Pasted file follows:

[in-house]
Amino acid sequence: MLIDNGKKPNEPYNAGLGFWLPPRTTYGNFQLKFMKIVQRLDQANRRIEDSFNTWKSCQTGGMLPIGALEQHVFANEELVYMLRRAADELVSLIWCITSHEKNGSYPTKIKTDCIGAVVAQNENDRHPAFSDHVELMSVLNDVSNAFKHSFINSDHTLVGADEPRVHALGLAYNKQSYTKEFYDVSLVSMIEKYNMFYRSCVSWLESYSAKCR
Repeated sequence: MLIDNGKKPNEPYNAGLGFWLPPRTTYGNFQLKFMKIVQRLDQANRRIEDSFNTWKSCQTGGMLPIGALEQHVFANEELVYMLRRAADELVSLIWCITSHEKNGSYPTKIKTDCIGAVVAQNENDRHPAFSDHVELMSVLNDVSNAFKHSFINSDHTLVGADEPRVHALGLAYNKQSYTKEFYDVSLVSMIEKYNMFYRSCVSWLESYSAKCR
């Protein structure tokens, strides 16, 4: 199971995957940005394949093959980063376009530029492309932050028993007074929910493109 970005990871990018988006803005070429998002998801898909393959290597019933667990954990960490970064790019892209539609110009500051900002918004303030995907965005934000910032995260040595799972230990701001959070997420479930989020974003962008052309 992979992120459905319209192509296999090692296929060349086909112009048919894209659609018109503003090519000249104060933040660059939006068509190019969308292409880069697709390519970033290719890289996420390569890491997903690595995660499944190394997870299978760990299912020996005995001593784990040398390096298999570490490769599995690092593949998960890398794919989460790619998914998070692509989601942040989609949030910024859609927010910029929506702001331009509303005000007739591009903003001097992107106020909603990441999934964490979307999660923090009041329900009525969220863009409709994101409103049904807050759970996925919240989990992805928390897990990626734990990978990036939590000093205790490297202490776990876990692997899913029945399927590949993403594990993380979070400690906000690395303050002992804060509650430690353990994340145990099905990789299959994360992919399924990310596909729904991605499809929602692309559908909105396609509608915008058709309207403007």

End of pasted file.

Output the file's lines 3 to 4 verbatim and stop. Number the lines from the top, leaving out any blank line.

Repeated sequence: MLIDNGKKPNEPYNAGLGFWLPPRTTYGNFQLKFMKIVQRLDQANRRIEDSFNTWKSCQTGGMLPIGALEQHVFANEELVYMLRRAADELVSLIWCITSHEKNGSYPTKIKTDCIGAVVAQNENDRHPAFSDHVELMSVLNDVSNAFKHSFINSDHTLVGADEPRVHALGLAYNKQSYTKEFYDVSLVSMIEKYNMFYRSCVSWLESYSAKCR
């Protein structure tokens, strides 16, 4: 199971995957940005394949093959980063376009530029492309932050028993007074929910493109 970005990871990018988006803005070429998002998801898909393959290597019933667990954990960490970064790019892209539609110009500051900002918004303030995907965005934000910032995260040595799972230990701001959070997420479930989020974003962008052309 992979992120459905319209192509296999090692296929060349086909112009048919894209659609018109503003090519000249104060933040660059939006068509190019969308292409880069697709390519970033290719890289996420390569890491997903690595995660499944190394997870299978760990299912020996005995001593784990040398390096298999570490490769599995690092593949998960890398794919989460790619998914998070692509989601942040989609949030910024859609927010910029929506702001331009509303005000007739591009903003001097992107106020909603990441999934964490979307999660923090009041329900009525969220863009409709994101409103049904807050759970996925919240989990992805928390897990990626734990990978990036939590000093205790490297202490776990876990692997899913029945399927590949993403594990993380979070400690906000690395303050002992804060509650430690353990994340145990099905990789299959994360992919399924990310596909729904991605499809929602692309559908909105396609509608915008058709309207403007």